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Speed Mapping: Using drones to construct imagery and elevation models of cultural intertidal landscapes

Author(s): Keith Holmes ; Will McInnes ; Iain McKechnie ; Dana Lepofsky ; Darcy Mathews

Year: 2017

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Unmanned aerial systems (UAS) have been used extensively in remote sensing in recent years because of their low cost and ease of implementation. Mapping cultural sites in intertidal areas is challenging because of the short time window in which features are exposed. UAS provide an efficient and high spatial resolution method of capturing imagery and elevation data for a variety of cultural landscapes. We have used UAS at sites along the coastal margin of British Columbia to map clam gardens, fish traps, tidal pools, and exposed archaeological sites. Our study areas are in coastal British Columbia, including the West Coast of Vancouver Island intertidal cultural sites, the Discovery Islands clam gardens, and Central Coast village site and fish traps. The data collected can be processed in the field to provide near-real-time imagery and elevation data that researchers can use to better locate and understand complex cultural sites. The data can also be integrated into geographic information systems for further spatial analysis both during and after archaeological field campaigns.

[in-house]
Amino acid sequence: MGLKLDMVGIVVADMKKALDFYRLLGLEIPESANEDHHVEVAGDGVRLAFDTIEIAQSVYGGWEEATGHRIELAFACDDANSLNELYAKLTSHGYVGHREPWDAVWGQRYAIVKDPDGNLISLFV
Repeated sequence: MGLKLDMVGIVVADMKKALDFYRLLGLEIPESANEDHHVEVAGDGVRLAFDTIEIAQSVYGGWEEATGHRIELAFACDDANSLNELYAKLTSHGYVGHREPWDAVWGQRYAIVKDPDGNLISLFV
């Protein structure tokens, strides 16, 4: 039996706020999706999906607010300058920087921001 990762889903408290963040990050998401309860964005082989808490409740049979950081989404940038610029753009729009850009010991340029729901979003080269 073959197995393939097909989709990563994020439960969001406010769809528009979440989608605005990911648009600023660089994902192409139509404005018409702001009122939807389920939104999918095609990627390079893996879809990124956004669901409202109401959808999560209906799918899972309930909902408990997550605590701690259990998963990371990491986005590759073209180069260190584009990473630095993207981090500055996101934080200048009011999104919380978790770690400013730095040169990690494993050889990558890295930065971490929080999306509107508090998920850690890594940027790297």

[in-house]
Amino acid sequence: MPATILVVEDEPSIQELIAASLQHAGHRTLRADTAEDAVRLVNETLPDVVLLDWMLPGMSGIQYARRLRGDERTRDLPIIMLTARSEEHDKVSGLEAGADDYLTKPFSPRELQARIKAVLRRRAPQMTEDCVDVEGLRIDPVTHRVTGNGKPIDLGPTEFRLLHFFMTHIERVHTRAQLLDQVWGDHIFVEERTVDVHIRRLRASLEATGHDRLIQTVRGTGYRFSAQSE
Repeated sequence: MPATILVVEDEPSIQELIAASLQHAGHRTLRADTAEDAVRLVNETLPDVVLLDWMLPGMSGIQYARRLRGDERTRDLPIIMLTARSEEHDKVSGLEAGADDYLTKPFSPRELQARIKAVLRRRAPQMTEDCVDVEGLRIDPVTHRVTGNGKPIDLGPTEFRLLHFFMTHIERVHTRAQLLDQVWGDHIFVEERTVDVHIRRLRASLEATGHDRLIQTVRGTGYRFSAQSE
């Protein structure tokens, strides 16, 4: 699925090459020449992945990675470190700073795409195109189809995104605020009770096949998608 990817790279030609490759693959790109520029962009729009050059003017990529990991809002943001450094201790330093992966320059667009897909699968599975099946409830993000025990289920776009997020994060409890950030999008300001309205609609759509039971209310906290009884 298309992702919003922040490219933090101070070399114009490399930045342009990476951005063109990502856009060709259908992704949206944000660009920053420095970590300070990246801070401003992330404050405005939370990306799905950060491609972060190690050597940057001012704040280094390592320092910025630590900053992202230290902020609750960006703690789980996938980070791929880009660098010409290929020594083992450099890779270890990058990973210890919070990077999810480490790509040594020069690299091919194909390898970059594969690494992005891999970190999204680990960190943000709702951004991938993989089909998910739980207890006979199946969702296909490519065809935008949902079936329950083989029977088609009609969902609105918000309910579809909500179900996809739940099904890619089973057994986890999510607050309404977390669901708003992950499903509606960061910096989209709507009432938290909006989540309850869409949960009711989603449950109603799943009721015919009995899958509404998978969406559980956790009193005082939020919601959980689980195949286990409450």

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Speed Mapping: Using drones to construct imagery and elevation models of cultural intertidal landscapes. Keith Holmes, Will McInnes, Iain McKechnie, Dana Lepofsky, Darcy Mathews. Presented at The 81st Annual Meeting of the Society for American Archaeology, Vancouver, British Columbia. 2017 ( tDAR id: 431577)


drone Map tidal

Geographic Keywords
North America-Canada

Spatial Coverage

min long: -142.471; min lat: 42.033 ; max long: -47.725; max lat: 74.402 ;

Record Identifiers

Abstract Id(s): 17213

Arizona State University The Andrew W. Mellon Foundation National Science Foundation National Endowment for the Humanities Society for American Archaeology Archaeological Institute of America